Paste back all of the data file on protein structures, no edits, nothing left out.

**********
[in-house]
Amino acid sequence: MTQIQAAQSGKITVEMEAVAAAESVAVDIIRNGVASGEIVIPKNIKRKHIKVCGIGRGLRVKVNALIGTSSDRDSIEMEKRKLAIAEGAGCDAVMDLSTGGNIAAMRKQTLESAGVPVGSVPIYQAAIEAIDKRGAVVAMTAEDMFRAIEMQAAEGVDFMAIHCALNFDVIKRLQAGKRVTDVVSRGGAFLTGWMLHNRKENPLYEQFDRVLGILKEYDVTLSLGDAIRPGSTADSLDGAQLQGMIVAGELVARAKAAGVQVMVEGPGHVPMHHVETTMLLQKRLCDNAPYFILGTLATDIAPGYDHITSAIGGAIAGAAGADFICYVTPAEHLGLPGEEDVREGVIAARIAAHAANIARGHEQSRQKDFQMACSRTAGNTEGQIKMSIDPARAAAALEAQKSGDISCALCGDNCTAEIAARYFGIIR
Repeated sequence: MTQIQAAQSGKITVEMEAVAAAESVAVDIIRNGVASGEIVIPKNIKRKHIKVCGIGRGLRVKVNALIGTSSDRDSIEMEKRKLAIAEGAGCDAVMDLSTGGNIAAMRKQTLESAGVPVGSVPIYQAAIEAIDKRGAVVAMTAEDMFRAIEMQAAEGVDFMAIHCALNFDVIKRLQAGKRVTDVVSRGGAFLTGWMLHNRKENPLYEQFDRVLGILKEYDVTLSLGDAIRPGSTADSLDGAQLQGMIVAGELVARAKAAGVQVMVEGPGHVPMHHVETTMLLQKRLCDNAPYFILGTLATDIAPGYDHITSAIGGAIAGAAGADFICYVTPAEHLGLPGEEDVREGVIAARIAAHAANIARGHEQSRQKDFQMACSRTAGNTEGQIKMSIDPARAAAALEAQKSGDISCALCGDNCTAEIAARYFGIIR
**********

[in-house]
Amino acid sequence: MTQIQAAQSGKITVEMEAVAAAESVAVDIIRNGVASGEIVIPKNIKRKHIKVCGIGRGLRVKVNALIGTSSDRDSIEMEKRKLAIAEGAGCDAVMDLSTGGNIAAMRKQTLESAGVPVGSVPIYQAAIEAIDKRGAVVAMTAEDMFRAIEMQAAEGVDFMAIHCALNFDVIKRLQAGKRVTDVVSRGGAFLTGWMLHNRKENPLYEQFDRVLGILKEYDVTLSLGDAIRPGSTADSLDGAQLQGMIVAGELVARAKAAGVQVMVEGPGHVPMHHVETTMLLQKRLCDNAPYFILGTLATDIAPGYDHITSAIGGAIAGAAGADFICYVTPAEHLGLPGEEDVREGVIAARIAAHAANIARGHEQSRQKDFQMACSRTAGNTEGQIKMSIDPARAAAALEAQKSGDISCALCGDNCTAEIAARYFGIIR
Repeated sequence: MTQIQAAQSGKITVEMEAVAAAESVAVDIIRNGVASGEIVIPKNIKRKHIKVCGIGRGLRVKVNALIGTSSDRDSIEMEKRKLAIAEGAGCDAVMDLSTGGNIAAMRKQTLESAGVPVGSVPIYQAAIEAIDKRGAVVAMTAEDMFRAIEMQAAEGVDFMAIHCALNFDVIKRLQAGKRVTDVVSRGGAFLTGWMLHNRKENPLYEQFDRVLGILKEYDVTLSLGDAIRPGSTADSLDGAQLQGMIVAGELVARAKAAGVQVMVEGPGHVPMHHVETTMLLQKRLCDNAPYFILGTLATDIAPGYDHITSAIGGAIAGAAGADFICYVTPAEHLGLPGEEDVREGVIAARIAAHAANIARGHEQSRQKDFQMACSRTAGNTEGQIKMSIDPARAAAALEAQKSGDISCALCGDNCTAEIAARYFGIIR